The Brains Behind Neuroscience

FENS is the voice of European neuroscience! Professor Richard Roche, Chair of the FENS Communication Committee, will speak with 13 scientists focusing on various areas of brain research. The podcast will also feature relevant neuroscience events and opportunities. Make sure to tune in to the best of European neuroscience!

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Richard Roche – Chair of the Communication Committee 

Dr Richard Roche is a Professor and Deputy Head of Department at the Department of Psychology, Maynooth University, where he has been employed since 2005, following undergraduate, postgraduate and postdoctoral study at Trinity College, Dublin. His areas of interest are cognitive neuroscience/neuropsychology, particularly memory, ageing, dementia, stroke, brain injury and synaesthesia. He has published 37 research articles, over 90 conference posters, several book chapters and three academic books (plus one novel). He has to date accrued over EUR 1.4 million in research funding and has graduated 9 PhD students and 3 MSc students. He has served as President of Neuroscience Ireland and was Founding President of the Irish Brain Council. He is also strongly committed to science outreach and public engagement and has served on the FENS Communications Committee since 2020, of which he became Chair in 2022.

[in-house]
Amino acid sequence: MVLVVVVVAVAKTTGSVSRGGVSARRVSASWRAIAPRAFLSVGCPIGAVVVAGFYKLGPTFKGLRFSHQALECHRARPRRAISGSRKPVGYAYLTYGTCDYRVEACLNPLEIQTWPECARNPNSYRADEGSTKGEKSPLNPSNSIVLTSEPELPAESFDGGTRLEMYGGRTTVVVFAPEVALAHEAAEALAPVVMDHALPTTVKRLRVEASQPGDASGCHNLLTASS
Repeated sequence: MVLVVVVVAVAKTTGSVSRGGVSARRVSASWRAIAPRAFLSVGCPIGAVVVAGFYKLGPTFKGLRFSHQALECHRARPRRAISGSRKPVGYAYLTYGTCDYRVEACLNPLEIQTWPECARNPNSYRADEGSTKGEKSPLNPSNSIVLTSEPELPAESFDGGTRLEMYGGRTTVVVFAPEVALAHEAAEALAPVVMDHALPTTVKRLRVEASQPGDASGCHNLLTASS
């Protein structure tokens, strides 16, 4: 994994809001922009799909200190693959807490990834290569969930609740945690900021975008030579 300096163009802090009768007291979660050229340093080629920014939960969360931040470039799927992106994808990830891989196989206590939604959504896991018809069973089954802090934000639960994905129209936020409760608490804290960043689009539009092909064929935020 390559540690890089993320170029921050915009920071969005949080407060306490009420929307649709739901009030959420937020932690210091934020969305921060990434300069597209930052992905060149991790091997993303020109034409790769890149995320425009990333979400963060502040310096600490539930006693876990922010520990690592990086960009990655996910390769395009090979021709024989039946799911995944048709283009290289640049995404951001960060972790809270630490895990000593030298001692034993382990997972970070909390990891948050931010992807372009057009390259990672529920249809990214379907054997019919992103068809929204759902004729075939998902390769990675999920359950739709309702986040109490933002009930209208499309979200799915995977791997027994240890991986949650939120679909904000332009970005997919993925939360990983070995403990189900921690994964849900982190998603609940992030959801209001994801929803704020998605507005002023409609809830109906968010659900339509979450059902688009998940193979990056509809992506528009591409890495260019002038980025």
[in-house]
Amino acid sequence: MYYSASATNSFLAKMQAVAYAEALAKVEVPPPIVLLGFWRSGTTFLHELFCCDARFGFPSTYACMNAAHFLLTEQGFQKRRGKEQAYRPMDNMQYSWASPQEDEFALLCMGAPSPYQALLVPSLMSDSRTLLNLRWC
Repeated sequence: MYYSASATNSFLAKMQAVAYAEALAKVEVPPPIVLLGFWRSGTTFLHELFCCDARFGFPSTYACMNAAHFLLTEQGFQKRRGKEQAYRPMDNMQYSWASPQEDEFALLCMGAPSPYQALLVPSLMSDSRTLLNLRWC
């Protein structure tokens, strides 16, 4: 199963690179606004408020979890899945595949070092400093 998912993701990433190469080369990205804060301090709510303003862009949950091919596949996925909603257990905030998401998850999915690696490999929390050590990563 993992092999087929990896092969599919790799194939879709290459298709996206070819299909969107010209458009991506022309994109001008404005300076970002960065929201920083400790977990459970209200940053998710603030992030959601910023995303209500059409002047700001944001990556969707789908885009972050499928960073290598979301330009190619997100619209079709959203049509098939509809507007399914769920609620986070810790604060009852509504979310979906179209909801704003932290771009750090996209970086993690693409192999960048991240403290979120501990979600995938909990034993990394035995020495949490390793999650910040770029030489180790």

Dr Adrian Bird’s research focuses on the basic biology of DNA methylation and other epigenetic processes. His laboratory established the first mouse model of this condition and showed that the severe neurological phenotype is reversible, raising the possibility that Rett syndrome can be cured.

Dr Rosa Paolicelli is an Assistant Professor at the Department of Physiology, University of Lausanne (CH), where she established her lab on microglia biology, focusing on the molecular mechanisms regulating microglia-synapse interaction in physiological and pathological contexts.

Dr Anne Roumier co-leads the “Serotonin, Microglia and Plasticity” team at the Institut du Fer à Moulin (FR). Her research projects focus on the acute and long-term effects of serotonin on microglia and on understanding how disruption of this regulation impacts neuronal wiring, synaptic plasticity, and behaviour.